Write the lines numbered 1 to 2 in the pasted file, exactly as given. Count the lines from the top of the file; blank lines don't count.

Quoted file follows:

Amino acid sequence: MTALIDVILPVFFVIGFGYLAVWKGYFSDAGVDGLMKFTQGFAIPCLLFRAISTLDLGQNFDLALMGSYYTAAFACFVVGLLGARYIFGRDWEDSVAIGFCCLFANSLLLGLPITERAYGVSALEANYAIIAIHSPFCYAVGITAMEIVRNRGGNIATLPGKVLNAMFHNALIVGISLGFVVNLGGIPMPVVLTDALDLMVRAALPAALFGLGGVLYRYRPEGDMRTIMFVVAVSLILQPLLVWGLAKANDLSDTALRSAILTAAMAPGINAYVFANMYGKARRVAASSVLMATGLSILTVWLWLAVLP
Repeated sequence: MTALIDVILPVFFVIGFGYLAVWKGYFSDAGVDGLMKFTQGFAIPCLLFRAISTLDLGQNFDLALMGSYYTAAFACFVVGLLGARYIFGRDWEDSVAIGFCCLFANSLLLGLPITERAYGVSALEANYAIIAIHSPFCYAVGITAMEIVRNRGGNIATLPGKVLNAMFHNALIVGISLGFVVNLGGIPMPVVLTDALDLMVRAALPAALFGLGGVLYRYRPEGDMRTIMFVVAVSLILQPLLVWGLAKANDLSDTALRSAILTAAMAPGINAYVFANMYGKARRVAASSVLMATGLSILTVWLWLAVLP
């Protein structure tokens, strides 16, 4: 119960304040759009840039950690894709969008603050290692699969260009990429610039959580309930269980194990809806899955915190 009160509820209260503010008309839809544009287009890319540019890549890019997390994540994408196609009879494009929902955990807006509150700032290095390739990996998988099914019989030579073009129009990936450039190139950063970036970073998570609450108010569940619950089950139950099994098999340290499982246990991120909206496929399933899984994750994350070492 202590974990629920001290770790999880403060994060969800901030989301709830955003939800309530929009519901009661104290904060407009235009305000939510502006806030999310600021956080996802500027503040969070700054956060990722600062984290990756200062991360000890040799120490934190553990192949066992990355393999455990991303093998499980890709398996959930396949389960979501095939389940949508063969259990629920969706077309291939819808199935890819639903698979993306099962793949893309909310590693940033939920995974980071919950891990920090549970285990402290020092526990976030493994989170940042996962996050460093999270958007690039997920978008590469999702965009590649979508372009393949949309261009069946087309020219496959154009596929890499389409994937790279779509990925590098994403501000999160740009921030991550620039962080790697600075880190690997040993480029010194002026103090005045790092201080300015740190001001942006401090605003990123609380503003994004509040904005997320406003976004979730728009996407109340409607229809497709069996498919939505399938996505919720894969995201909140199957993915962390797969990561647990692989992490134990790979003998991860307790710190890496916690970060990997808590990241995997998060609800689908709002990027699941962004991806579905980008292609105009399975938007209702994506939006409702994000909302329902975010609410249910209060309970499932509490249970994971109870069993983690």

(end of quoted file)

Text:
Amino acid sequence: MTALIDVILPVFFVIGFGYLAVWKGYFSDAGVDGLMKFTQGFAIPCLLFRAISTLDLGQNFDLALMGSYYTAAFACFVVGLLGARYIFGRDWEDSVAIGFCCLFANSLLLGLPITERAYGVSALEANYAIIAIHSPFCYAVGITAMEIVRNRGGNIATLPGKVLNAMFHNALIVGISLGFVVNLGGIPMPVVLTDALDLMVRAALPAALFGLGGVLYRYRPEGDMRTIMFVVAVSLILQPLLVWGLAKANDLSDTALRSAILTAAMAPGINAYVFANMYGKARRVAASSVLMATGLSILTVWLWLAVLP
Repeated sequence: MTALIDVILPVFFVIGFGYLAVWKGYFSDAGVDGLMKFTQGFAIPCLLFRAISTLDLGQNFDLALMGSYYTAAFACFVVGLLGARYIFGRDWEDSVAIGFCCLFANSLLLGLPITERAYGVSALEANYAIIAIHSPFCYAVGITAMEIVRNRGGNIATLPGKVLNAMFHNALIVGISLGFVVNLGGIPMPVVLTDALDLMVRAALPAALFGLGGVLYRYRPEGDMRTIMFVVAVSLILQPLLVWGLAKANDLSDTALRSAILTAAMAPGINAYVFANMYGKARRVAASSVLMATGLSILTVWLWLAVLP